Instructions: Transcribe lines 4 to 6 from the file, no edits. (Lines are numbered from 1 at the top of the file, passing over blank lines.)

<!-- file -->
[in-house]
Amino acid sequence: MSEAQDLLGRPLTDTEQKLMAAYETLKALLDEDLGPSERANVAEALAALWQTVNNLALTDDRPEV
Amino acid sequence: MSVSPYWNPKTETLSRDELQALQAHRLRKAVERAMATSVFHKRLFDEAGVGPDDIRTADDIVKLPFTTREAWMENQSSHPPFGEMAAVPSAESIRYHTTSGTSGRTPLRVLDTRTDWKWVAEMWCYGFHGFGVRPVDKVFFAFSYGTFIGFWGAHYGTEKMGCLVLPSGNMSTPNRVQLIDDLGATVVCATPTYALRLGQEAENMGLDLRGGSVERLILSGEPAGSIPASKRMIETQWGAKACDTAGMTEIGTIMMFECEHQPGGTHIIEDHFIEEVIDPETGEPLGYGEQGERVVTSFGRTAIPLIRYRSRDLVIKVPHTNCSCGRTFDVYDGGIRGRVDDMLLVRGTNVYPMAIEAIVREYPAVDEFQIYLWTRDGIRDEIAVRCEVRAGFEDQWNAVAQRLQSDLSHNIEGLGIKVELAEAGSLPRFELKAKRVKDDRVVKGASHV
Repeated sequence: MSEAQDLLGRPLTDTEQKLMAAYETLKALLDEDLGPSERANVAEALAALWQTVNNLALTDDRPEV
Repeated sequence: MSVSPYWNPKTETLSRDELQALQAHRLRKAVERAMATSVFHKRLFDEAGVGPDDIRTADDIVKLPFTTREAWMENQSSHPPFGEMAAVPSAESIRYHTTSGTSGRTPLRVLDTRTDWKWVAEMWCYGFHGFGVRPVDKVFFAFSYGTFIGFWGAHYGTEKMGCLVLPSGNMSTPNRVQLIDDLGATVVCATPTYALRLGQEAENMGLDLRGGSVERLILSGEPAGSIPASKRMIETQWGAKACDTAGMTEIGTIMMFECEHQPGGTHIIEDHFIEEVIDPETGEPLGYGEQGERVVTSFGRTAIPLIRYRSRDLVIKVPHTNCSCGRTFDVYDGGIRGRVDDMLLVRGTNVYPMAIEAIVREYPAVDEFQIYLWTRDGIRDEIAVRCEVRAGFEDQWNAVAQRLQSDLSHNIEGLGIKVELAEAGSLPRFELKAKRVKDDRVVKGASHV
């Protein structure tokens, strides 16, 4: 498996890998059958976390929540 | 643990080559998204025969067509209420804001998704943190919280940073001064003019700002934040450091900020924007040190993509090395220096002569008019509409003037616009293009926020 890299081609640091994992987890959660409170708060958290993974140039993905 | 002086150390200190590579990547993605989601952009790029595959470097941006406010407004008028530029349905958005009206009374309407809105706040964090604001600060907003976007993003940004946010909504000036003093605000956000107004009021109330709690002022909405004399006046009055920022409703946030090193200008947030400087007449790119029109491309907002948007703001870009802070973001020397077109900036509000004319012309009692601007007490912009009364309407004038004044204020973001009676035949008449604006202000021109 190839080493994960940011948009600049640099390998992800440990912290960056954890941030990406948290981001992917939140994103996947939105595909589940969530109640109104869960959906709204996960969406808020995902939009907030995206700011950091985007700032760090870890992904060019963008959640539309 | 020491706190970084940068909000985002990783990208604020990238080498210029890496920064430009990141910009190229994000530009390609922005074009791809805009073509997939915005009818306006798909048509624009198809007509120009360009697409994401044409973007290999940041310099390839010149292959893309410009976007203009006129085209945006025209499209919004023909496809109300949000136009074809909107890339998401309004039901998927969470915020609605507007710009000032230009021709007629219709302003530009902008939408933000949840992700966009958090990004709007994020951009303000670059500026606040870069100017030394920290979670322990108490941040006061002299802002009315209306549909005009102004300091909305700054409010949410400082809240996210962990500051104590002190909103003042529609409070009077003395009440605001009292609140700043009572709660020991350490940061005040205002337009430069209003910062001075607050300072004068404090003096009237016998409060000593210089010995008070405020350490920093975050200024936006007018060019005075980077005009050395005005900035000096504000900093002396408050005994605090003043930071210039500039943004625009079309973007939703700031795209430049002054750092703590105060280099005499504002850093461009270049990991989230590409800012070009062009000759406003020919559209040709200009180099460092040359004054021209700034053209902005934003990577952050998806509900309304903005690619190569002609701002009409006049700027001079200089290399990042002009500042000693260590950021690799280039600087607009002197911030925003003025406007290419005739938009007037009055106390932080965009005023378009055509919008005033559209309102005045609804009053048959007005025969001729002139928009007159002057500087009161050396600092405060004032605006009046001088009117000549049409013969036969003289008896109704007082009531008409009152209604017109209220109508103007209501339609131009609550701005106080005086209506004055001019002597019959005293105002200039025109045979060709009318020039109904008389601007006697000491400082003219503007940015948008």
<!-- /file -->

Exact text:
Repeated sequence: MSEAQDLLGRPLTDTEQKLMAAYETLKALLDEDLGPSERANVAEALAALWQTVNNLALTDDRPEV
Repeated sequence: MSVSPYWNPKTETLSRDELQALQAHRLRKAVERAMATSVFHKRLFDEAGVGPDDIRTADDIVKLPFTTREAWMENQSSHPPFGEMAAVPSAESIRYHTTSGTSGRTPLRVLDTRTDWKWVAEMWCYGFHGFGVRPVDKVFFAFSYGTFIGFWGAHYGTEKMGCLVLPSGNMSTPNRVQLIDDLGATVVCATPTYALRLGQEAENMGLDLRGGSVERLILSGEPAGSIPASKRMIETQWGAKACDTAGMTEIGTIMMFECEHQPGGTHIIEDHFIEEVIDPETGEPLGYGEQGERVVTSFGRTAIPLIRYRSRDLVIKVPHTNCSCGRTFDVYDGGIRGRVDDMLLVRGTNVYPMAIEAIVREYPAVDEFQIYLWTRDGIRDEIAVRCEVRAGFEDQWNAVAQRLQSDLSHNIEGLGIKVELAEAGSLPRFELKAKRVKDDRVVKGASHV
């Protein structure tokens, strides 16, 4: 498996890998059958976390929540 | 643990080559998204025969067509209420804001998704943190919280940073001064003019700002934040450091900020924007040190993509090395220096002569008019509409003037616009293009926020 890299081609640091994992987890959660409170708060958290993974140039993905 | 002086150390200190590579990547993605989601952009790029595959470097941006406010407004008028530029349905958005009206009374309407809105706040964090604001600060907003976007993003940004946010909504000036003093605000956000107004009021109330709690002022909405004399006046009055920022409703946030090193200008947030400087007449790119029109491309907002948007703001870009802070973001020397077109900036509000004319012309009692601007007490912009009364309407004038004044204020973001009676035949008449604006202000021109 190839080493994960940011948009600049640099390998992800440990912290960056954890941030990406948290981001992917939140994103996947939105595909589940969530109640109104869960959906709204996960969406808020995902939009907030995206700011950091985007700032760090870890992904060019963008959640539309 | 020491706190970084940068909000985002990783990208604020990238080498210029890496920064430009990141910009190229994000530009390609922005074009791809805009073509997939915005009818306006798909048509624009198809007509120009360009697409994401044409973007290999940041310099390839010149292959893309410009976007203009006129085209945006025209499209919004023909496809109300949000136009074809909107890339998401309004039901998927969470915020609605507007710009000032230009021709007629219709302003530009902008939408933000949840992700966009958090990004709007994020951009303000670059500026606040870069100017030394920290979670322990108490941040006061002299802002009315209306549909005009102004300091909305700054409010949410400082809240996210962990500051104590002190909103003042529609409070009077003395009440605001009292609140700043009572709660020991350490940061005040205002337009430069209003910062001075607050300072004068404090003096009237016998409060000593210089010995008070405020350490920093975050200024936006007018060019005075980077005009050395005005900035000096504000900093002396408050005994605090003043930071210039500039943004625009079309973007939703700031795209430049002054750092703590105060280099005499504002850093461009270049990991989230590409800012070009062009000759406003020919559209040709200009180099460092040359004054021209700034053209902005934003990577952050998806509900309304903005690619190569002609701002009409006049700027001079200089290399990042002009500042000693260590950021690799280039600087607009002197911030925003003025406007290419005739938009007037009055106390932080965009005023378009055509919008005033559209309102005045609804009053048959007005025969001729002139928009007159002057500087009161050396600092405060004032605006009046001088009117000549049409013969036969003289008896109704007082009531008409009152209604017109209220109508103007209501339609131009609550701005106080005086209506004055001019002597019959005293105002200039025109045979060709009318020039109904008389601007006697000491400082003219503007940015948008």